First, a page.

As Canada's new growth leader, Saskatchewan is witnessing an economic boom unlike any it has experienced in the postwar period. The province topped the GDP growth charts in 2011, and is expected to retain the top spot this year and next on the back of strong agriculture, mining and energy exports, and from robust investment and consumer spending.
A major reason for Saskatchewan's economic renaissance is Asia. The province's exports to Asia have nearly doubled in the past five years, with sales to China - valued at $1.7 billion in 2011 - leading the way. Saskatchewan accounts for less than five per cent of Canada's total output, yet produces 10 per cent of the country's total exports to China.
Saskatchewan's trade with India is even more remarkable, accounting for 35 per cent of Canada's exports to the country - well ahead of other provinces. Even in the case of Japan, which has had sluggish growth for the better part of two decades, Saskatchewan exports have expanded by 66 per cent in the past five years.
Indeed, Asian countries occupy four of the top five export destinations for the province (Indonesia is No. 5).
It goes without saying that Saskatchewan has the natural resources that Asia needs. Potash, wheat, canola, and pulses are prime examples. Energy is another Asia export opportunity that has barely been tapped. The recent signing of nuclear agreements with India and China open the door for uranium sales that could be worth billions of dollars.
But the importance of Asia for Saskatchewan goes well beyond the export of commodities. There is growing Asian investment interest in the province, not only to mine natural resources but to tap into the broader expertise this province has developed, especially in agriculture and agri-food, as well as in energy and mining technology.
Recent deals have included Mitsui's stake in a canola plant in Yorkton, the acquisition of a digital communications firm by India-based Kavveri Telecom, uranium-related investments by Mitsubishi and Japan Oil, Gas and Metals National Corporation, and an agreement with the China National Petroleum Corporation to develop natural gas and clean energy in Saskatchewan.
A major challenge facing the province is the need for skilled workers. After years of population decline, Saskatchewan is experiencing a steady increase in its workforce, driven by immigration. More than half of the province's new immigrants since 2008 are from Asia. Even so, the share of Saskatchewan residents of Asian ethnic background is well under one per cent, significantly lower than the national average.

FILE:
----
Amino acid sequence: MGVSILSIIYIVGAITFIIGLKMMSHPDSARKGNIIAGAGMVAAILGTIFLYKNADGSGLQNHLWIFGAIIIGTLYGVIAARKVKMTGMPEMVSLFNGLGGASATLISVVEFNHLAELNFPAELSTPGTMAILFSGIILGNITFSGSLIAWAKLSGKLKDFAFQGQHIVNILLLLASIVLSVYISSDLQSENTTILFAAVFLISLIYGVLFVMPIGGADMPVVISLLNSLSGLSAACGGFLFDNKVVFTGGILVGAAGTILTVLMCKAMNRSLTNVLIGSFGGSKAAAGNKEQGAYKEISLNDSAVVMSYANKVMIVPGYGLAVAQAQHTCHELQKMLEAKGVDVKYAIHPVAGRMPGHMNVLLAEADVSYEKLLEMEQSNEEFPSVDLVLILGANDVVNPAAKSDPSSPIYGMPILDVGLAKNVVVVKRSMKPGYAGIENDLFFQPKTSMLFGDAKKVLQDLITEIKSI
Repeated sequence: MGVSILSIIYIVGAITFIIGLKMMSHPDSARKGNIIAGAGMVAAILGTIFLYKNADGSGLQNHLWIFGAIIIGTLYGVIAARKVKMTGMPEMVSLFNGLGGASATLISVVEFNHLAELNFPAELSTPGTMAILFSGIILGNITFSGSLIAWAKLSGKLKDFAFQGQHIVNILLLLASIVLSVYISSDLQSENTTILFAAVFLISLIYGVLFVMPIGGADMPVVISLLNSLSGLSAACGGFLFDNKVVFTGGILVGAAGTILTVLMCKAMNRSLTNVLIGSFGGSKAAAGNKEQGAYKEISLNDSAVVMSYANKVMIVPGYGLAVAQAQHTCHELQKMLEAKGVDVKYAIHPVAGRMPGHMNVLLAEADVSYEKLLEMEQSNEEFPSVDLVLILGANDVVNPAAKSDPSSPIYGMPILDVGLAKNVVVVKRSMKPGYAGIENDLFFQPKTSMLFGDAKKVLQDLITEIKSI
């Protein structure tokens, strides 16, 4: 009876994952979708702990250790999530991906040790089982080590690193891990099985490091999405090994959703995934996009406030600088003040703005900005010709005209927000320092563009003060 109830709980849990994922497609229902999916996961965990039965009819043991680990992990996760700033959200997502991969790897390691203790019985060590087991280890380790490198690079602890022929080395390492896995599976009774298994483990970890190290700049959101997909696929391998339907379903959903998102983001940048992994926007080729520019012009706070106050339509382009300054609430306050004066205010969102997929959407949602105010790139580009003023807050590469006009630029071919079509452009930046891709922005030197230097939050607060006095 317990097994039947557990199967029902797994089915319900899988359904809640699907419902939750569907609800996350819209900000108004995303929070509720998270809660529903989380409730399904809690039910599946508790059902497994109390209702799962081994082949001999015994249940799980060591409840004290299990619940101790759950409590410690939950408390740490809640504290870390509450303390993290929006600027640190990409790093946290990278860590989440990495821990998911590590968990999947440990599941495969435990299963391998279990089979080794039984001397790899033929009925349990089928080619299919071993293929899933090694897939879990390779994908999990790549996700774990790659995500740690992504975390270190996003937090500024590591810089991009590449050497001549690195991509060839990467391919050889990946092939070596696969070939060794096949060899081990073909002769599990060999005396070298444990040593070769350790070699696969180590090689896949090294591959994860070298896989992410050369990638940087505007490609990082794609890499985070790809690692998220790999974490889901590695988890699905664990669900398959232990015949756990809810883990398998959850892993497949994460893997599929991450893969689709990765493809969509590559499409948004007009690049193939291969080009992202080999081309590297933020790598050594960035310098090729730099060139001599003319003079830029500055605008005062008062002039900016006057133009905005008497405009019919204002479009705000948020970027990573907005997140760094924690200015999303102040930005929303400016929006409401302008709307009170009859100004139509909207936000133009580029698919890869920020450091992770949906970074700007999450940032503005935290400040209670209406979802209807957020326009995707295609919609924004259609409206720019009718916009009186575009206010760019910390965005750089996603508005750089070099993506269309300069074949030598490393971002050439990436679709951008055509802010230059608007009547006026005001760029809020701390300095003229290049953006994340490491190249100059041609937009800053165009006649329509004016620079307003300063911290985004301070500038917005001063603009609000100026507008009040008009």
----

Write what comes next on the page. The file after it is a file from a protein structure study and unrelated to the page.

Deep and growing institutional links exist between Saskatchewan and Asian countries. In October 2011, the University of Regina celebrated 30-years of partnership with Chinese counterparts. The University of Saskatchewan has been working with Chinese counterparts on clean coal technology, and recently announced graduate study opportunities for PhD students from six leading Chinese universities. There is also ongoing co-operation between Indian and Canadian researchers on synchrotron science.
But, even more can be done. If Saskatchewan is to avoid the pitfalls of many resource export-dependent jurisdictions, it has to foster economic activities that create higher value-added products and services that are not captive to commodity prices and which have a diversified customer base.
The current economic boom is an excellent time to begin this effort.
Rather than simply focus on the export of resources, Saskatchewan can justifiably tout its expertise in the development, management, technology, servicing, and oversight of resource industries as a whole, and turn these skills into globally competitive assets. By building a cluster of expertise around the themes of food security and energy security, Saskatchewan can get the attention of Asian powers in a way that few other jurisdictions can.
As ties between Saskatchewan and Asia grow deeper, it will be essential for the province to invest in greater Asia knowledge and capacity. This means more emphasis on teaching about Asia and Asian languages in the school system. It means building further cultural connections with Asia from the growing numbers of immigrants from Asian countries.
And it means a political commitment from all parties to engage with Asian counterparts on a consistent, long-term basis, and for leaders from all sectors across the province to develop their own Asia strategies.
Saskatchewan is on the rise. So is Asia. By fully understanding and exploiting the linkages between the two, the people of Saskatchewan will forge an even brighter future for themselves and for their province.
Yuen Pau Woo is President and CEO, Asia Pacific Foundation of Canada and Len Edwards is a Distinguished Fellow, Asia Pacific Foundation of Canada and formerly Deputy Minister of Foreign Affairs, Department of Foreign Affairs and International Trade Canada.
This Op-Ed originally appeared in the Saskatoon Star Phoenix on March 8, 2012.